Peggy La Cerra, an evolutionary neuroscientist living in Ojai, found she could not stay silent this spring in the face of a new administration in Washington, D.C., that plans to drastically scale back the role of science in government. Although troubled by the massive budget cuts proposed for scientific agencies such as the National Institutes of Health and the Environmental Protection Agency, she was especially alarmed by the Trump administration’s advocacy of “alternative facts” over science.

“Science is arguably the pinnacle of [human] decision-making,” she said. “It’s the best way to cull out individual beliefs and get to the truth of something. Right now I think we’re experiencing and beginning to appreciate the dangers of a world in which truth doesn’t matter.”

La Cerra has been working with Ojai Indivisible, a local chapter of a new national organization that sprang up after the election by pledging to defend the Constitution, the environment, immigration and women’s rights, among other values seemingly threatened by the new administration. When she heard about a national March for Science in Washington, D.C., slated for April 22, Earth Day, she decided to organize a similar march on a local scale for Ojai and Ventura County, although she doesn’t want it to be political.

“At an Ojai Indivisible meeting, I mentioned that there was going to be a March for Science. Many of us had attended the women’s march in L.A. or Washington or elsewhere; others said that they wanted to participate but couldn’t take the time to travel. So I suggested that we hold local marches. When that got agreement from the group, I knew I’d be organizing a March for Science here,” she said.

The march will begin at the central fountain in Libbey Park in downtown Ojai at 9 a.m. on Saturday, April 22. La Cerra and many other local scientists and educators will each speak for a few minutes to the crowd. She said she found local scientists eager to make a case for science. Among those slated to speak are Jim Bailey, a biology teacher who leads a new environmentally themed school in Ojai called Rock Tree Sky; James Mallison, a chemistry teacher at Ojai Valley School; Smitty West, a geologist; Michael Lotker, a physicist and rabbi; and Lanny Kaufer, a biology teacher who taught in high school for many years.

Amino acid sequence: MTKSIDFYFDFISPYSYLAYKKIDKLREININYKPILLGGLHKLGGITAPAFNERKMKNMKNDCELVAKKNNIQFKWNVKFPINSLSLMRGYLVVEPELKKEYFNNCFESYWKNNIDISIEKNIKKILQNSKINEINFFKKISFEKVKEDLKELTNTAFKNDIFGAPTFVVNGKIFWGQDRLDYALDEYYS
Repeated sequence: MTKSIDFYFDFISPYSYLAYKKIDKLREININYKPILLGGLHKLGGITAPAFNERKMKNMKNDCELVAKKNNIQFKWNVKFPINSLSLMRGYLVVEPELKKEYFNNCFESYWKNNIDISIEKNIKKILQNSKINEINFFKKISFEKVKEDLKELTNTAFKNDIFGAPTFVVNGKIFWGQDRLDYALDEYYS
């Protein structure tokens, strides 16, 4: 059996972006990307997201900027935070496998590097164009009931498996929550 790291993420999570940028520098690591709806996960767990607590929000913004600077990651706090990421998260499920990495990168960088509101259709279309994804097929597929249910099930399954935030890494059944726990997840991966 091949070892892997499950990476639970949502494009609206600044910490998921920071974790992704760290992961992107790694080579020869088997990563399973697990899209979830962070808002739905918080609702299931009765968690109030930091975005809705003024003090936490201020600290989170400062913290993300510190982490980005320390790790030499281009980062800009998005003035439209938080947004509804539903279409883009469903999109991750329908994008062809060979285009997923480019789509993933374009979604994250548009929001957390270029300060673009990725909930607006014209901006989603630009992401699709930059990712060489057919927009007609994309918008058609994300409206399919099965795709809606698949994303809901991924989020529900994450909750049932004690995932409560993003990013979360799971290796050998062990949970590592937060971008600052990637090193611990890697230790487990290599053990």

With a student from Santa Paula High School, Kaufer composed a rap with a student from Santa Paula to help explain the scientific method.

“Let me hit you with some rhymes about science,” he recited. “What it’s really about is self-reliance. Like knowing how to fix an appliance, or knowing how to figure things out — for yourself. You see that’s what science is about.”

For Lotker, a physicist who also serves as rabbi at Ojai’s Jewish Community Center, fact and science are fundamental to our way of life, as fundamental as politics itself.

“We can have political differences,” he said. “That’s not surprising or a bad thing, but it’s worrisome when people deny science and deny facts, especially if it’s because the science is inconsistent with their political objectives.”

La Cerra argues that science and fact aren’t — or shouldn’t be — divisive, and has tried to keep the focus on the scientific method and the enduring truth it reveals.

“This rally and march for science isn’t meant to be controversial,” she said. “It’s meant to be a celebration of science as a means of getting to the truth.”

La Cerra and her allies have been working hard to publicize the event. The Ojai March for Science is the only such march planned in support of science this Earth Day in Ventura County, and La Cerra hopes all kinds of people — but especially students — will attend.

“I sometimes feel like taking my ukelele to the beach and saying to hell with it,” she said. “Instead I’m going to lead a March for Science in Ojai.”